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Opo Squash

Opo Squash is actually not a squash, but a gourd.

It is narrow, and anywhere from 6 to 36 inches (15 to 90 cm) long, and 3 to 12 inches (7 1/2 to 30 cm) wide.

It can curve in on itself, or be stout and plump.

The skin can be yellow to green. It has a hard skin, that stays tough after cooking.

Inside, it has white, firm flesh with seeds in it. It will have a mild taste when young, getting bitter as it ages.

Its subtle taste, like zucchini, needs something with it to make it interesting.

Choose firm ones, with no blemishes and the stem still attached. Younger, smaller ones are sweeter and more tasty.

Cooking Tips

Peel before using; you don't eat the skin. If the seeds are large, discard them.

Slice in half, scrape seeds out with a spoon. Peel, then use as per recipe.

Use as you would zucchini for soups, stews, frying or stir-frying.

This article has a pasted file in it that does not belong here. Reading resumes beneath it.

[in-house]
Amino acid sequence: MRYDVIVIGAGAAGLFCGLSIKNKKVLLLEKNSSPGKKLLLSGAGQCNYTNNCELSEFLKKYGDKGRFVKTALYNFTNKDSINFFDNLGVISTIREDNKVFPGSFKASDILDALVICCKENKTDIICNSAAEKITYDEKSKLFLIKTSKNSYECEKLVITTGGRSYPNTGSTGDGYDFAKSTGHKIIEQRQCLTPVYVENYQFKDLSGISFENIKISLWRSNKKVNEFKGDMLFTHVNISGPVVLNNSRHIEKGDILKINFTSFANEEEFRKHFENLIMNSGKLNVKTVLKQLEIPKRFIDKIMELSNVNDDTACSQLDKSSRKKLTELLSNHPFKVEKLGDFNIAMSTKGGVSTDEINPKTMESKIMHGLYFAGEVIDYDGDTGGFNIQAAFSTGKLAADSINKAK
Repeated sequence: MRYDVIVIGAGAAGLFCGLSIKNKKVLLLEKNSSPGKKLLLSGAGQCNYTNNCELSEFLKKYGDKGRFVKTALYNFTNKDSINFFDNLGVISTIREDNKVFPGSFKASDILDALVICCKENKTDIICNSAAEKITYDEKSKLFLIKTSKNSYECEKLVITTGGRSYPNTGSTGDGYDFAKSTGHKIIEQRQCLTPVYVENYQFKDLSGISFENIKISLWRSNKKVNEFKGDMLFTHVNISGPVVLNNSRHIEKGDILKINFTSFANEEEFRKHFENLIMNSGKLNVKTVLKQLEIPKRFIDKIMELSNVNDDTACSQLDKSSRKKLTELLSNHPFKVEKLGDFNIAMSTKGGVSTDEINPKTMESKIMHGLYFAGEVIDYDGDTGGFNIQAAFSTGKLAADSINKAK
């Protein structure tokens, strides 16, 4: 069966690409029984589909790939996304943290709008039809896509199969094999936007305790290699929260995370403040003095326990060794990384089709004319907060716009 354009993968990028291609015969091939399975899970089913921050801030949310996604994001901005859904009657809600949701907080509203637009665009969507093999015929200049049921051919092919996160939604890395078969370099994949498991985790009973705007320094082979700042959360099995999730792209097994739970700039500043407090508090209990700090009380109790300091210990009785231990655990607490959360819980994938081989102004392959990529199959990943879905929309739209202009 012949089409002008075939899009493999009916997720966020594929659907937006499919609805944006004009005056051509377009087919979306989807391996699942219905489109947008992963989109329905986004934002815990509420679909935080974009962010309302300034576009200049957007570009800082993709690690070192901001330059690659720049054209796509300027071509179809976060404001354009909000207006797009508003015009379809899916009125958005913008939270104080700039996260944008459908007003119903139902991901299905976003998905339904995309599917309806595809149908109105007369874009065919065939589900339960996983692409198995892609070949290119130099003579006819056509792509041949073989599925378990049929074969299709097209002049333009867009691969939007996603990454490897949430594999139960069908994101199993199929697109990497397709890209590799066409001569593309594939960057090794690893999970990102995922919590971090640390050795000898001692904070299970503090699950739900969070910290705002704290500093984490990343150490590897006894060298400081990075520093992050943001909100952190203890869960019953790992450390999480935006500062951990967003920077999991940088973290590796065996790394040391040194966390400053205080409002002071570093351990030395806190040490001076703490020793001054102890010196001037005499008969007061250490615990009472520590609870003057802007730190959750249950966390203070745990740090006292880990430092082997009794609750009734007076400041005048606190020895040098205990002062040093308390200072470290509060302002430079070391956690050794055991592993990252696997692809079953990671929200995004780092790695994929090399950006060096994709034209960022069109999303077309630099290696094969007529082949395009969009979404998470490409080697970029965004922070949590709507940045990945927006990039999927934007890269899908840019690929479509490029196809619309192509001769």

Stays firm and holds its shape when cooked.


1/2 cup, chopped and cooked = 100g

Storage Hints

Store in a plastic bag in refrigerator for up to 1 week.

History Notes

Opo Squash is native to the Mediterranean (particularly Italy), though it's grown in Asia as well.

Language Notes

Called "Cucuzza" in some parts of Italy, though that may also be used as a general term for squash.


Bitter Melons; Fuzzy Melons; Gourds; Luffa Gourds; Opo Squash

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Also called:

Bottle Gourd; Calabash Squash; Cucuzzi Squash; Long Melon; Long Squash; New Guinea Bean; Snake Gourd; Suzza Melon; Tasmania Bean; Zuzza Squash; Lagenaria siceraria (Scientific Name); Dudhi, Lauki (Indian); Yu Gao (Japanese); Hu Lu Gua, Peh Poh, Woo Lo Kua (Chinese)


Oulton, Randal. "Opo Squash." CooksInfo.com. Published 27 June 2004; revised 26 June 2009. Web. Accessed 05/21/2018. <http://www.cooksinfo.com/opo-squash>.

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